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Sahara Smith

Myth Of The Heart
Playing In Traffic
 

Sahara SmithAt 15, this Austinite placed second in a contest for young songwriters on “A Prairie Home Companion.” Now 21, her debut consists of 12 originals, as impressive as they are mature in terms of singing and writing.

The CD was produced by Emile Kelman, but most of the press focuses on T-Bone Burnett “shepherding” and “overseeing” the project, and several of Burnett’s mainstays comprise the backup band.

Marc Ribot reins in his avant side to pick some economical country on “All I Need,” the most uptempo song in the set. He delivers some gnarly, garagey bends in the otherwise subdued “Train Man,” which teeters dangerously close to Chris Isaak’s “Wicked Game” in its rhythmic feel, changes, and even Smith’s falsetto.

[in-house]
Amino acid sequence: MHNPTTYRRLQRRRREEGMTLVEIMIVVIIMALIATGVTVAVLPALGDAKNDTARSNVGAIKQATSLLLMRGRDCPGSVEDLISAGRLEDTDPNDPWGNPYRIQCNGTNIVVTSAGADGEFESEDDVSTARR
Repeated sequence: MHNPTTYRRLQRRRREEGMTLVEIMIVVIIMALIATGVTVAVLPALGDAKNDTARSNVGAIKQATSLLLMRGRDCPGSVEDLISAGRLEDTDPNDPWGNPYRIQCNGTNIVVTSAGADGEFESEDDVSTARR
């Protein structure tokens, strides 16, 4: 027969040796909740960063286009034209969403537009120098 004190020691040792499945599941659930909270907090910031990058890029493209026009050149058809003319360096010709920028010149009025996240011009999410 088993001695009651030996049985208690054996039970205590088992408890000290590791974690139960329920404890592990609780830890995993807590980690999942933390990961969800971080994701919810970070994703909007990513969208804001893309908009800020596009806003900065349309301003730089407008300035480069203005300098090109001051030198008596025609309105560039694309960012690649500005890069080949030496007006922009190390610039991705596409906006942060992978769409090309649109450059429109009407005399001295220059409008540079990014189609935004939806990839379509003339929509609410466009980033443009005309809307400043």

Chris Bruce provides the guitar hooks in “Are You Lonely,” while Ribot takes over (on banjo and guitar) for “Tin Man,” featuring Greg Leisz’ lazy lap steel slides.

It’s Ribot’s electric slide over Bruce’s swampy rhythm on “The Real Thing,” with Smith sounding like a darker, country-tinged Sarah McLachlan.

For the ballad “The World’s On Fire” and simmering title track Kelman borrowed Corby Schaub from Ryan Bingham’s band, and Ribot is back on “Midnight Plane” for some tasteful slide.

Smith may be the next Americana star. In fact, she may not have to wait for a second CD to prove it.


This article originally appeared in VG‘s Nov. ’10 issue. All copyrights are by the author and Vintage Guitar magazine. Unauthorized replication or use is strictly prohibited.


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